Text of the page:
• These were all entire on the living animal which was the subject of our observation, and the several series of them were longer and shorter, according to the differences of the eminences on the surface of the dry or naked shells. These spines hung flaccid, when we took the creature out of the bladder in which it had been brought to town; but the first thing it did, on being put into the fresh water, was to erect them all; so that the surface appeared as if thick set with needless with the points outward. We had the patience and attention to count the spines of one division, and found, by this, the whole number to be not less than four-and-twenty hundred. The creature, by the vibratory motion it first gave them, showed us that they were much at its command; and, on examination, we found that each of them had its separate muscle affixed to its base, and running through a small aperture in the head of an eminence on which the spine turns, as the bones of our bodies at their joints. What an apparatus is this for an animal esteemed so inconsiderable! The muscles of the human body are hardly five hundred, and here are between two and three thousand in this creature !

'One of the uses of the spines or prickles of this animal, is evidently the defending it from those fish which feed on many other of the testaceous animals; but it soon showed us another very important purpose for which they were bestowed; it suddenly bent a multitude of those of the lower part of the shell, all in the same direction downward, and used them as legs, performing its progressive motion by means of them. It was easy to perceive, that the smooth bottom of the vessel was troublesome for it to walk on: after throwing itself sideways, and bringing others of the spines to bear, and using them as legs, as it had done the former, it found motion any way inconvenient; it placed itself on the base again, and prepared for rest.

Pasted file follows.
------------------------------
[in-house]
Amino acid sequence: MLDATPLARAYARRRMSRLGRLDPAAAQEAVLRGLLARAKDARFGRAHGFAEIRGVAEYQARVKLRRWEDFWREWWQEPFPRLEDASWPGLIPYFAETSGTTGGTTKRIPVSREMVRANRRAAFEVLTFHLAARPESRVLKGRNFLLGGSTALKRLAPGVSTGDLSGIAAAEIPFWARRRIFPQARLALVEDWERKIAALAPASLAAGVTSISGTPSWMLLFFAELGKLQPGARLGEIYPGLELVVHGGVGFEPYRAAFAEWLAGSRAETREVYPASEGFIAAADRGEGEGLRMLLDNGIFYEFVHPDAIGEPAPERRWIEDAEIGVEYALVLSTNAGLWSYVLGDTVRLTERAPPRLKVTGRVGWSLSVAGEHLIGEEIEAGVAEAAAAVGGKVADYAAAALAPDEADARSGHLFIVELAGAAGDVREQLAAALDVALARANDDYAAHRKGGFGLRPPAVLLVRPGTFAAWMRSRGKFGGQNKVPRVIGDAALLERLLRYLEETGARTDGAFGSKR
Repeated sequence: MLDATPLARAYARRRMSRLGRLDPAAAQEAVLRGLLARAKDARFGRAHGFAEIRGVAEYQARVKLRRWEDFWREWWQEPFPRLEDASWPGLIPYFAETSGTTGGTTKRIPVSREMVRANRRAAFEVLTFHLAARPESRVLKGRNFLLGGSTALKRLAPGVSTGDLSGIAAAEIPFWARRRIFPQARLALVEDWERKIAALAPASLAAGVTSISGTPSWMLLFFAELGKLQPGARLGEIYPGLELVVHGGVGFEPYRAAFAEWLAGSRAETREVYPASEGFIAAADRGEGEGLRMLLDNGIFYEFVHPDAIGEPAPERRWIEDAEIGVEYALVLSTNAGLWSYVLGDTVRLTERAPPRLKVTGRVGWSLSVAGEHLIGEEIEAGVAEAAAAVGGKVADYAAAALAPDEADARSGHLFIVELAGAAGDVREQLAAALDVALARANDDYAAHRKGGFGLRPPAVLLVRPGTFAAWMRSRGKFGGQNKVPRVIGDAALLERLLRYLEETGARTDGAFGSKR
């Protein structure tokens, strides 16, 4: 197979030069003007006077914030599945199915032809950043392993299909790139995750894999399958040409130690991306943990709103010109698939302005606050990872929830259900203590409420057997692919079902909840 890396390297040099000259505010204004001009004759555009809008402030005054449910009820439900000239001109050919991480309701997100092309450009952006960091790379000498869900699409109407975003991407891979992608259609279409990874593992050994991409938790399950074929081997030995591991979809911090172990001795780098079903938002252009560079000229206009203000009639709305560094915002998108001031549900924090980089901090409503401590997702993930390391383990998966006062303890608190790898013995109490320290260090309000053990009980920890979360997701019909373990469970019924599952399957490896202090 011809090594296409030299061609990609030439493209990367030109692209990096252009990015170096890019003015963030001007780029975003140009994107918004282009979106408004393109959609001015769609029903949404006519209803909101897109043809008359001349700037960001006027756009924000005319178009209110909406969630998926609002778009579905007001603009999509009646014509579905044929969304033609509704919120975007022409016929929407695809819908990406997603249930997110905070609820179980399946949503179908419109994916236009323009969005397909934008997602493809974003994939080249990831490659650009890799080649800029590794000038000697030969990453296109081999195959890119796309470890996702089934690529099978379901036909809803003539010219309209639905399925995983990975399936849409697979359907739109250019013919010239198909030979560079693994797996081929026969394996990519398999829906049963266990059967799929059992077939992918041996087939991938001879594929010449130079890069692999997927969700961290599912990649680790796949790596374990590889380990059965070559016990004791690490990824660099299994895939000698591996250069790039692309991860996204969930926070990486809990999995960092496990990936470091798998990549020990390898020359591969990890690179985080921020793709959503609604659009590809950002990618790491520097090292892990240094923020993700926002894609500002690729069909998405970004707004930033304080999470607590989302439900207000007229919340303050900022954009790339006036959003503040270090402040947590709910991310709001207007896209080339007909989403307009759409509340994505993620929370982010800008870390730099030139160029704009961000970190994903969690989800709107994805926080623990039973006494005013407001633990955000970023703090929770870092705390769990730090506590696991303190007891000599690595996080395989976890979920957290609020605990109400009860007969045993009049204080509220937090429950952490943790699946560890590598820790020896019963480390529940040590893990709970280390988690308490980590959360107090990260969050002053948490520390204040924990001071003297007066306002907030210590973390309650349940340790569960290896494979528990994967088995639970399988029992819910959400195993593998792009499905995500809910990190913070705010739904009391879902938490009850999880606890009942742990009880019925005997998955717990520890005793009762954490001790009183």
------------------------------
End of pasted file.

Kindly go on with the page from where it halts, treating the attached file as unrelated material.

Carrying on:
It is easy to conceive, that a creature of this globular form, if it had no better means of keeping its place than had hitherto appeared, must be rolled about by every motion of the water, and have its armature of spines soon destroyed. We quickly found, however, that nature had not left it unprovided with a security against this danger: it had no sooner placed itself for rest, than we saw a multitude of long and slender white fleshy filaments, resembling the horns of snails, playing in the water all about its surface: these were considerably longer than the spines in their ordinary state, and the creature extended them beyond that at its pleasure. One of these we found proceeded from every hole in the five lines before mentioned, on the surface of the shell; and their number, in the whole, was not less than thirteen hundred. After these had been waved about in the water for some time, we were let into their use; they were directed from all parts towards the bottom of the vessel, and fixed themselves so firmly to it at their extremities, that we found it' afterwards very difficult to move the creature. throwing a living worm into the water, all these filaments were drawn back in an instant; and we had